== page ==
Mount Kōya

Mount Kōya
Mount Kōya

Mount Kōya

Mount Kōya (Kōya-san) is a large temple settlement in Wakayama Prefecture, Japan to the south of Osaka.

In the strictest sense, Mount Kōya is the mountain name (Sangō) of Kongōbu-ji Temple, the ecclesiastical headquarters of the Kōyasan sect of Shingon Buddhism.

First settled in 819 by the monk Kūkai (774-835), Mount Kōya is primarily known as the world headquarters of the Kōyasan Shingon sect of Japanese Buddhism.

Located on an 800 m high plain amid 8 peaks of the mountain (which was the reason this location was selected, in that the terrain is supposed to resemble a lotus plant),

the original monastery has grown into the town of Kōya, featuring a University dedicated to religious studies and 117 sub-temples, many of which offer lodging to pilgrims.

Mount Kōya is also a common starting point to the Shikoku Pilgrimage (Shikoku Junrei) associated with Kūkai.

The mountain is home to the following famous sites:

1) Kongōbu-ji, the head temple of the Kōyasan Shingon Buddhism:

Located roughly in the middle of the sanctuary, Kongōbu-ji is colloquially known as "Kōyasan-Issan", literally meaning "the mountain of Kōya".

The temple was built by the warlord Toyotomi Hideyoshi for the benefit of his mother when she died.

Originally named Seigan-ji, it was later renamed Kongōbu-ji in the Meiji Era.

2) Danjō Garan, at the heartland of the Mount Kōya settlement:

Garan is a name for an area that has the 7 main sacred buildings:

a main hall, a pagoda, a lecture hall, a bell tower, a scripture storage, monks’ quarters, and a dining hall.

There is also a shrine dedicated to the Shintō-gods of that mountain area and in front of it an assembly hall (Sannō-dō).

Danjō Garan is one of the 2 sacred spots around the Mount Kōya.

3) Konpon Daitō, the "Basic Great Pagoda" that according to Shingon Buddhism doctrine represents the central point of a mandala covering all of Japan.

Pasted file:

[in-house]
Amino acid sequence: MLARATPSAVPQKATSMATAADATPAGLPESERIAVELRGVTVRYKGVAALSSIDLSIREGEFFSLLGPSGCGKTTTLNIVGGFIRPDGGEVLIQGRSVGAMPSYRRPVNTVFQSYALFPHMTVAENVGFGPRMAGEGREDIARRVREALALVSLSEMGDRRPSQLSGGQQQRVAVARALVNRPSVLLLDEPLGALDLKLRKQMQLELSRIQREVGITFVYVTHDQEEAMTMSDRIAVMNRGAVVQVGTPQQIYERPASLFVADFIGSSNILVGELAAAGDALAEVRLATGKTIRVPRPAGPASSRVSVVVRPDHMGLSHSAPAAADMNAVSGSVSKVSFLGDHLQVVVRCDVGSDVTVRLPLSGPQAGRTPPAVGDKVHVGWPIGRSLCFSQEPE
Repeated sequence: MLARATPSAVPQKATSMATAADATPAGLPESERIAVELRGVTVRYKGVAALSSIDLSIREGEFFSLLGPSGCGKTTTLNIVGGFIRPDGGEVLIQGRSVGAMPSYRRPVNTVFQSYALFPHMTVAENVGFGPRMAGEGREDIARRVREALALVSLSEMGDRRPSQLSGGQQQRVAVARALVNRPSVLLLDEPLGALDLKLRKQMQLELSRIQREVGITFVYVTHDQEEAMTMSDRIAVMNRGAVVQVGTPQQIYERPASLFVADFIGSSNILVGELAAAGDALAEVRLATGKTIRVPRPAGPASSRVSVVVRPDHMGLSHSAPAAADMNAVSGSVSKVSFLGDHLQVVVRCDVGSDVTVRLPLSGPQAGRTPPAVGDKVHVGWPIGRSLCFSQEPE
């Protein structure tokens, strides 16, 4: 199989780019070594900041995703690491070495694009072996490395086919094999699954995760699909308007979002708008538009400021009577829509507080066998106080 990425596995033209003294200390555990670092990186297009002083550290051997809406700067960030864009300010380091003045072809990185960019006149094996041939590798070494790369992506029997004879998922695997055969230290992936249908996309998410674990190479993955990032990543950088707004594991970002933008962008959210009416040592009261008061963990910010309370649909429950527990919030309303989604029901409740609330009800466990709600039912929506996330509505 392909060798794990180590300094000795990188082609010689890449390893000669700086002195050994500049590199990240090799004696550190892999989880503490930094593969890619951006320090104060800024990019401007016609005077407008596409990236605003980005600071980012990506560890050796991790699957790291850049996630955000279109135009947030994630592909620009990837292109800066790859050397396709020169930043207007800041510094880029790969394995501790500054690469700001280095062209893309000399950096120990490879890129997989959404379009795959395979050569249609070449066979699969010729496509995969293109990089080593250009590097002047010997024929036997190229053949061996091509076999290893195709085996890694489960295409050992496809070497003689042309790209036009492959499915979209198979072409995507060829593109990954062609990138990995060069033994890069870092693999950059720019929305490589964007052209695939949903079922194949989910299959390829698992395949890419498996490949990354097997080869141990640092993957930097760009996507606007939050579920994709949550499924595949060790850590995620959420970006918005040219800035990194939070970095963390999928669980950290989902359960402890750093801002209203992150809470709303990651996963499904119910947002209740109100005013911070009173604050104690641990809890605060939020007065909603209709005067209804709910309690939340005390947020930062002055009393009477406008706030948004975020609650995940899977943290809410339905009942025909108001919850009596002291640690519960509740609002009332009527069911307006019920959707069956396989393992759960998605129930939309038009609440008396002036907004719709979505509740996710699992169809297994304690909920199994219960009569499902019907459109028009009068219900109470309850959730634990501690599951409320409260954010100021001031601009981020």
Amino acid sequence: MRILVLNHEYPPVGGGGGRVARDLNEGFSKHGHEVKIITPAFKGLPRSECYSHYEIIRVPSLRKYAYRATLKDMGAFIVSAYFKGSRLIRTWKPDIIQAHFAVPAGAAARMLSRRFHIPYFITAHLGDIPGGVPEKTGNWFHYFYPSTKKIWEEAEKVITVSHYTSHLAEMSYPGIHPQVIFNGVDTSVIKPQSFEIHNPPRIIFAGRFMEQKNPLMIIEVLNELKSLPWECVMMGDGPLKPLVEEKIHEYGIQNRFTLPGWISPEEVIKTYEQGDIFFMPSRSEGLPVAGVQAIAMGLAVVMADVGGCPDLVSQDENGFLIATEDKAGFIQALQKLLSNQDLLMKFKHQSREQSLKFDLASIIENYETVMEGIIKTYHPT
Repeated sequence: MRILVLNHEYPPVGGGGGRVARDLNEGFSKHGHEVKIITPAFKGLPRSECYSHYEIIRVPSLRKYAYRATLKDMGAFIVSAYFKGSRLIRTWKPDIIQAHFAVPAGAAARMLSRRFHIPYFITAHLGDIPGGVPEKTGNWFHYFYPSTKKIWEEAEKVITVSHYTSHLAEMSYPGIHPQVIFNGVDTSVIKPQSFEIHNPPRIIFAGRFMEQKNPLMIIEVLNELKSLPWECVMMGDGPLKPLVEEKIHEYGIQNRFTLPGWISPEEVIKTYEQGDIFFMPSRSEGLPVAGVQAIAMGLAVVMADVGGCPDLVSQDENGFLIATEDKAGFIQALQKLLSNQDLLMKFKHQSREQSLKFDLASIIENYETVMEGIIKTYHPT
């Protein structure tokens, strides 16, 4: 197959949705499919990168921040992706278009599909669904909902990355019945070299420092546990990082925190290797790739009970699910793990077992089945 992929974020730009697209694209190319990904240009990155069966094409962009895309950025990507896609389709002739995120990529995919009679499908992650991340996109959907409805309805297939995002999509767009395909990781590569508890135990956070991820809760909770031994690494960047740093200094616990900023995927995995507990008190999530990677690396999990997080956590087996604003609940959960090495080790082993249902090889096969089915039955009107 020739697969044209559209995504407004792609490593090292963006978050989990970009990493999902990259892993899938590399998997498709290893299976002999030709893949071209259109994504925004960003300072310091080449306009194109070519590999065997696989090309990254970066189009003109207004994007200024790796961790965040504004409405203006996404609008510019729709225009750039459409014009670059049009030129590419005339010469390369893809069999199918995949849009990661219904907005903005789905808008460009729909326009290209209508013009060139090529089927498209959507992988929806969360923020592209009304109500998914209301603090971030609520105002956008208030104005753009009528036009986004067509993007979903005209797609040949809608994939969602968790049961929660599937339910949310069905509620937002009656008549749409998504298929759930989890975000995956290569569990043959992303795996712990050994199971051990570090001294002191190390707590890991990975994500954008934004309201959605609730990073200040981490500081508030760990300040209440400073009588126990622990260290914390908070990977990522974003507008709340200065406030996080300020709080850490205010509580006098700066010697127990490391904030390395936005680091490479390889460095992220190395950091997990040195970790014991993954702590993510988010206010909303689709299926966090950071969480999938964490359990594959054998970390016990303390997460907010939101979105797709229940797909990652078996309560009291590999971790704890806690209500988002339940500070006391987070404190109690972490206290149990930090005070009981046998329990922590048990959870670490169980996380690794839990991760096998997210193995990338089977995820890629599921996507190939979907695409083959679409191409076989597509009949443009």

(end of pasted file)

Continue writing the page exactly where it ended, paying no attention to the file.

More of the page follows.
Standing at 48.5 m tall and situated right in the middle of Kōya-san, this pagoda was built as a seminary for the esoteric practices of Shingon Buddhism.

This pagoda and the Okunoin Temple form a large sanctuary.

4) Sannō-dō, an assembly hall for special ceremonies dedicated to the Shintō-gods guarding the area

5) Okunoin, the mausoleum of Kūkai, surrounded by an immense graveyard (the largest in Japan)

6) Kōyasan chōishi-michi, the traditional route up the mountain with stone markers (ishi) every 109 metres (chō)

7) Daimon, the main gate for Mount Kōya. This mammoth gate stands as the main entrance to Kōyasan. It is flanked on each side by Kongō warriors who guard the mountain.

8) Tokugawa Family Tomb: This mausoleum was built by the 3rd shōgun Iemitsu Tokugawa. It took 10 years to build and is architecturally representative of the Edo Period.

1st Edo shōgun Tokugawa Ieyasu is enshrined on the right and the 2nd shōgun Hidetada on the left. The Structure is decorated with carvings and brass fittings.

9) It also houses a replica of the Nestorian stele (Xi'an Stele) – its original was a Tang Chinese stele erected in 781 that documented 150 years of early Christianity in China.

In 2004, UNESCO designated Mount Kōya, along with 2 other locations on the Kii Peninsula as World Heritage Sites "Sacred Sites and Pilgrimage Routes in the Kii Mountain Range".

Danjō Garan Mount Kōya

Danjō Garan
Mount Kōya


Kōya-san is accessible primarily by the Nankai Electric Railway from Namba Station (in Osaka) to Gokurakubashi Station at the base of the mountain.

A cable car from Gokurakubashi ("Paradise Bridge") then lifts visitors to the top in 5 minutes.

The entire trip takes about 1.5 hours on an express train or 2 hours by non-express.

Local automobile traffic can be very heavy on weekends until well into the evening.

On weekdays, however, the mountain offers a pleasant drive followed by the excitement upon reaching the monasteries lining the summit.

Many Buddhist monasteries on the mountain function as hotels for visitors providing traditional accommodation with an evening meal and breakfast.

Guests are also invited to participate in the Morning Services.


There is bus which runs non-stop from Kansai Airport near Osaka to Mount Kōya and it costs around 2 000 yen for an adult. The bus is operated by Kansai Airport Transportation and Willer Express.

There is a bus Koyasan Marine Liner which runs from Wakayamakō Station to Okunoin Bus stop in Mount Kōya and it costs around 2250 yen (adult). The bus is operated by Daijū Bus